Quack claims about oxygen treatment are dangerous

Posted 28 March 2019

Charlatans exploit patients for financial gain, say doctors

15 March 2019  GroundUp

By Natasha Bolognesi

If you go scuba-diving and come up to the surface too fast, you might need Hyperbaric Oxygen Therapy. But, experts warn, it can’t treat cancer, stroke, Alzheimer’s disease, autism, or arthritis, as some quack outfits are claiming.

Hyperbaric Oxygen Therapy (HBOT) is generally known as the treatment to cure “the bends” (decompression sickness) in underwater divers.

The therapy uses high concentrations of oxygen at high pressure, and has been approved for use in 14 conditions including decompression sickness, gas gangrene (caused by a bacterial infection and accompanied by an odorous gas), necrotising soft tissue wounds (as with diabetic foot wounds caused by severe bacterial infection) and thermal burns amongst others.

But practitioners of so-called mild hyperbaric oxygen therapy (mHBOT) are fraudulently cashing in on the science that supports medically-approved HBOT.

Dr Read the rest

Homemark product might cause instead of fight eczema

Posted 27 March 2019

19 March 2019 – by Nico Gous

Times Live

A Homemark product which claims to fight nail fungus and eczema might in fact cause eczema.

Dr Harris Steinman complained to the ad watchdog Advertising Regulatory Board (ARB) about Homemark’s Aragan Secret Nail Treatment which claims: “With a low PH level, the formula does not only keep your nails smooth and attractive but also helps fight fungus and eczema.”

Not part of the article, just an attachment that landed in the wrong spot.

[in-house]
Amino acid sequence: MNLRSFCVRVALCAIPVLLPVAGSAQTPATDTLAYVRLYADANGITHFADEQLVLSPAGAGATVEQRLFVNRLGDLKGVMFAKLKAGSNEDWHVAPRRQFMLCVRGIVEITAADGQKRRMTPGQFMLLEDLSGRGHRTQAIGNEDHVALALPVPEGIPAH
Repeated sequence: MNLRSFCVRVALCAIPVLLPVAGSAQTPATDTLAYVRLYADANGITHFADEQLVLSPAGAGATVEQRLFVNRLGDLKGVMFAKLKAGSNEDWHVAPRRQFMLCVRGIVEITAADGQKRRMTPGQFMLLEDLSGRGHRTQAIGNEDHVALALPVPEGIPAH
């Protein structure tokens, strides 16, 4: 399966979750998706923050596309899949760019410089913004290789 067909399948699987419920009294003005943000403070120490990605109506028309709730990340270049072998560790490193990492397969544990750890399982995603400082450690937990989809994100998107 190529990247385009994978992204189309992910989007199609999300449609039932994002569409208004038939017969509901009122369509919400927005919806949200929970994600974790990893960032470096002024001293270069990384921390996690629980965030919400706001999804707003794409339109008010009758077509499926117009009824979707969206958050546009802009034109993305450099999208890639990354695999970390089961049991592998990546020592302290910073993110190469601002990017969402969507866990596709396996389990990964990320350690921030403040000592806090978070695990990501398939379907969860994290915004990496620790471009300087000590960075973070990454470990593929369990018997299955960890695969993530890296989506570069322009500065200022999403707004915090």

Steinman submitted research which showed there is no proof it fights eczema or nail fungus.

“The complainant (Steinman) conducted a literature review of articles relating to the product and could find no evidence of this benefit. Indeed, one article indicated that the active ingredient in the product causes eczema,” ARB said.

“The advertiser (Homemark) has chosen not to respond to the complaint. This places the directorate (ARB) in a position that it is forced to accept the

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Homemark Aragon Oil – ARB Ruling

Posted 13 March 2019

Homemark received numerous ASA rulings against the claims being made for this product, but continues to dupe consumers by running adverts making claims that are not true. An advert was seen on DSTV where false claims were being made, as before the previous ASA rulings, and a complaint was laid with the ARB which has superseded the ASA.

Homemark did not bother to response. The National Consumer Commission, being a toothless watchdog, will not get involved. You the consumer, are screwed if you already purchased this product.

Complainant                  Dr Harris Steinman
Advertiser                     Homemark (Pty) Ltd
Consumer/Competitor    Consumer
File reference                Homemark Aragon Oil – Dr Harris Steinman

Outcome                       Upheld
Date                              13 March 2019

The Directorate of the Advertising Regulatory Board has been called upon to consider a complaint lodged by Dr Steinman against the website advertising for Homemark’s Aragan Secret Nail Read the rest

CBD Is Everywhere, but Scientists Still Don’t Know Much About It

Posted 07 March 2019

It’s worth reflecting on these statements: “It is a kind of a new snake oil in the sense that there are a lot of claims and not so much evidence”, and “People are making it out to be a nirvana kind of drug, and that’s a problem. One compound cannot cure everything.”

CBD Is Everywhere, but Scientists Still Don’t Know Much About It

“It is a kind of a new snake oil in the sense that there are a lot of claims and not so much evidence,” said one expert.

By Roni Caryn Rabin Feb. 25, 2019

New York Times

Cannabidiol, or CBD, a nonintoxicating component of the marijuana plant, is touted as a magic bullet that eases pain, anxiety, insomnia and depression. Salves, sprays, tinctures and oils containing CBD are marketed as aphrodisiacs that boost desire; as balms for eczema, pimples and hot flashes; and Read the rest